The Russell Sage Foundation’s (RSF) core program on Behavioral Science and Decision Making in Context merges its long-standing program on Behavioral Economics and its special initiative on Decision Making and Human Behavior in Context. This program encourages perspectives from multiple disciplines, including economics, psychology, political science, sociology, law, public policy, and other social sciences, to further our understanding of economic, social, political, and psychological decision-making processes, attitudes, behaviors, and institutional practices in public and private contexts such as policing/criminal legal systems, employment, housing, politics, racial/ethnic relations, and immigration.
The term “behavior” is used in multiple ways across disciplines. Behavioral observation has long been used for psychological research on human behavior. Experimental psychologists conduct field and/or laboratory experiments to learn more about why people take certain actions. Behavioral economists focus on the decision-making processes of individuals and institutions. In political science, the subfield of political behavior focuses on attitudes. Sociologists study how human behavior is shaped by the groups to which people belong and by the social interactions that occur within those groups. Social scientists across these areas are increasingly proposing interventions in ongoing policies and programs to test the effectiveness of their theories and models. The foundation seeks applications from all of these perspectives regarding how they affect individual, group, and institutional behaviors and social structures.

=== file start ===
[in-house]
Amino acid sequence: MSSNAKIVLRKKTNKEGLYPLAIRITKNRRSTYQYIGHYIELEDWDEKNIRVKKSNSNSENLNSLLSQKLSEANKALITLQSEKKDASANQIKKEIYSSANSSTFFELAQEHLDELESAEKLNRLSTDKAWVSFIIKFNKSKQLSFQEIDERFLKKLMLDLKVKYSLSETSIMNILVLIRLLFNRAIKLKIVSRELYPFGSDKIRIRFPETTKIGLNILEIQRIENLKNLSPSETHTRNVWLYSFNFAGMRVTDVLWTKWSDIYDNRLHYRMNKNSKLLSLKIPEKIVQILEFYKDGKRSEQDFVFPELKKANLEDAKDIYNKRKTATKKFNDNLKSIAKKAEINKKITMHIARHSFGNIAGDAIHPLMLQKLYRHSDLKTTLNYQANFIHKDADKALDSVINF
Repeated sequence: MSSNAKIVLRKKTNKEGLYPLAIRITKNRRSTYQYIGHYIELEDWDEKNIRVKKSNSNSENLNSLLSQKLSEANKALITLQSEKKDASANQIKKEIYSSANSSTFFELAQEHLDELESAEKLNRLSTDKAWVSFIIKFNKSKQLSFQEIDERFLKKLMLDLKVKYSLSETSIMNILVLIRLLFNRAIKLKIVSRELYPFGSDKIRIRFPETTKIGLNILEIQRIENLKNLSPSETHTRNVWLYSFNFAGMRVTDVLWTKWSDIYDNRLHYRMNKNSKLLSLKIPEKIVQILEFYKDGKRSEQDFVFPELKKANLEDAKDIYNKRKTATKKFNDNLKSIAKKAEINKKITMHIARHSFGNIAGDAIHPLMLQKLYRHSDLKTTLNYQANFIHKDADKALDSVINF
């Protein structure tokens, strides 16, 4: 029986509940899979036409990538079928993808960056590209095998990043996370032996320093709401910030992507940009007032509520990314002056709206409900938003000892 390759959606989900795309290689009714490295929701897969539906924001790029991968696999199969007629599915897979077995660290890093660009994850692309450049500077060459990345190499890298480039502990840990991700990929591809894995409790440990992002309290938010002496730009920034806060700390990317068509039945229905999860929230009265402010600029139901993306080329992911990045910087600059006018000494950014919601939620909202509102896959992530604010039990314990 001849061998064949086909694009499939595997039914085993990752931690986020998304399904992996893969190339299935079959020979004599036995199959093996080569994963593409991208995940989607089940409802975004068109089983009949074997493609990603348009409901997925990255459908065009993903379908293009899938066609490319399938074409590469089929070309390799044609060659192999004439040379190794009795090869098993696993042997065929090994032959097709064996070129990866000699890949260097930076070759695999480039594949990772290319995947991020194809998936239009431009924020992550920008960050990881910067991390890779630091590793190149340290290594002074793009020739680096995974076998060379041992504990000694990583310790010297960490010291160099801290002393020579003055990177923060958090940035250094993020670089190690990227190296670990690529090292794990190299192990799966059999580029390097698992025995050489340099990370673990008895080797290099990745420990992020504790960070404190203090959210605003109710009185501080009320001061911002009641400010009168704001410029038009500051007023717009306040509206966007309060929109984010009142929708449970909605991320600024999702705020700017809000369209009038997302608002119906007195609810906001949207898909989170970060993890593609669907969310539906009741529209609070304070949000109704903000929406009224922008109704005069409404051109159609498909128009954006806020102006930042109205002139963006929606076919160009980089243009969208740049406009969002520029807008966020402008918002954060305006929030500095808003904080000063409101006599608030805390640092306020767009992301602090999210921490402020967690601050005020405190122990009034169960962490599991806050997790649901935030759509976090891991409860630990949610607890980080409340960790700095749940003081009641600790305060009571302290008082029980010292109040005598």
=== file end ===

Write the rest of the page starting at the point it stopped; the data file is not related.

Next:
Research in this area is expanding rapidly. RSF is open to a range of questions consistent with its mission to “improve social and living conditions in the United States” and the funding priorities of its other core programs on Social, Political and Economic Inequality, Race, Ethnicity and Immigration, and Future of Work.
RSF priorities do not include analyses of health or mental health outcomes or health behaviors as these are priorities for other funders. For the same reason, RSF seldom supports studies focused on educational processes or curricular issues but does prioritize analyses of inequities in student achievement or educational attainment. Limited consideration will be given to projects that test well-established behavioral effects without examining their context or underlying mechanisms. RSF does not fund studies using data from other countries unless they are part of a comparative project aimed at elucidating social and living conditions in the U.S.
The kinds of topics and questions that are of interest include, but are not limited to, the following:
Biases and Misperceptions
An important contribution of behavioral science has been to analyze the extent to which biases (racial/ethnic, skin color, socioeconomic status, immigration status, political, etc.) affect attitudes and behaviors. RSF is interested in research examining the extent to which implicit and explicit biases and misperceptions affect attitudes and behaviors in employment, criminal, judicial, political, educational, and other settings, and the consequences of these actions. For example:
- To what extent do biases affect judges’ decision making? To what extent have court decisions regarding issues of equity and fairness, including discrimination by sex, voter participation, electoral redistricting, and the racial composition of schools, affected educational, economic, and political outcomes?
- To what extent do teacher behaviors and biases, as well as school and district policies and procedures that inscribe these biases, affect student educational attainment and labor outcomes?
- To what extent and in what ways can behavioral insights improve our understanding of why individuals misperceive information, the consequences of such misperceptions, and how these might be corrected?
- How do assumptions about the legal status of the foreign-born, and their variance by racial, religious, and other factors, influence the attitudes and behaviors of native-born citizens?
Institutions, Policies, Social Structures and Networks